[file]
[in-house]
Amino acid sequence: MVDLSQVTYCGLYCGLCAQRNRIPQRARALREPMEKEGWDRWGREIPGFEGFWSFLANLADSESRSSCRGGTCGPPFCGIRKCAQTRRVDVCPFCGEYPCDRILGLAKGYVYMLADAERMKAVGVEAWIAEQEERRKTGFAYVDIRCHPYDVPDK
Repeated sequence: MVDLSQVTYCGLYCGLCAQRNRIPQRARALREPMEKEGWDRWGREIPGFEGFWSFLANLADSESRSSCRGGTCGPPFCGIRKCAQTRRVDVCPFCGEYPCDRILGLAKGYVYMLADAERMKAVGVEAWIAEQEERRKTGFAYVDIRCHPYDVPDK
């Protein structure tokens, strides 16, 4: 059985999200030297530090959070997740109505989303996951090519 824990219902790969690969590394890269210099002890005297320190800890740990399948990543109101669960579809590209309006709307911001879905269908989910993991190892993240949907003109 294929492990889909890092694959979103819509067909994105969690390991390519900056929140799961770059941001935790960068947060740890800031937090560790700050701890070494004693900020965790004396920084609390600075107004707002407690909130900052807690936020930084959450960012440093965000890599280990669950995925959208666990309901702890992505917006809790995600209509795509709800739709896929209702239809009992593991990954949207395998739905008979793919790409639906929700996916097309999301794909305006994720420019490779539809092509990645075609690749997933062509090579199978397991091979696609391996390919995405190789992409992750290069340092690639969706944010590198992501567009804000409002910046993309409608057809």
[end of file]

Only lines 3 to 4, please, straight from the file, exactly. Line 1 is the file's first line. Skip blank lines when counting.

Repeated sequence: MVDLSQVTYCGLYCGLCAQRNRIPQRARALREPMEKEGWDRWGREIPGFEGFWSFLANLADSESRSSCRGGTCGPPFCGIRKCAQTRRVDVCPFCGEYPCDRILGLAKGYVYMLADAERMKAVGVEAWIAEQEERRKTGFAYVDIRCHPYDVPDK
């Protein structure tokens, strides 16, 4: 059985999200030297530090959070997740109505989303996951090519 824990219902790969690969590394890269210099002890005297320190800890740990399948990543109101669960579809590209309006709307911001879905269908989910993991190892993240949907003109 294929492990889909890092694959979103819509067909994105969690390991390519900056929140799961770059941001935790960068947060740890800031937090560790700050701890070494004693900020965790004396920084609390600075107004707002407690909130900052807690936020930084959450960012440093965000890599280990669950995925959208666990309901702890992505917006809790995600209509795509709800739709896929209702239809009992593991990954949207395998739905008979793919790409639906929700996916097309999301794909305006994720420019490779539809092509990645075609690749997933062509090579199978397991091979696609391996390919995405190789992409992750290069340092690639969706944010590198992501567009804000409002910046993309409608057809």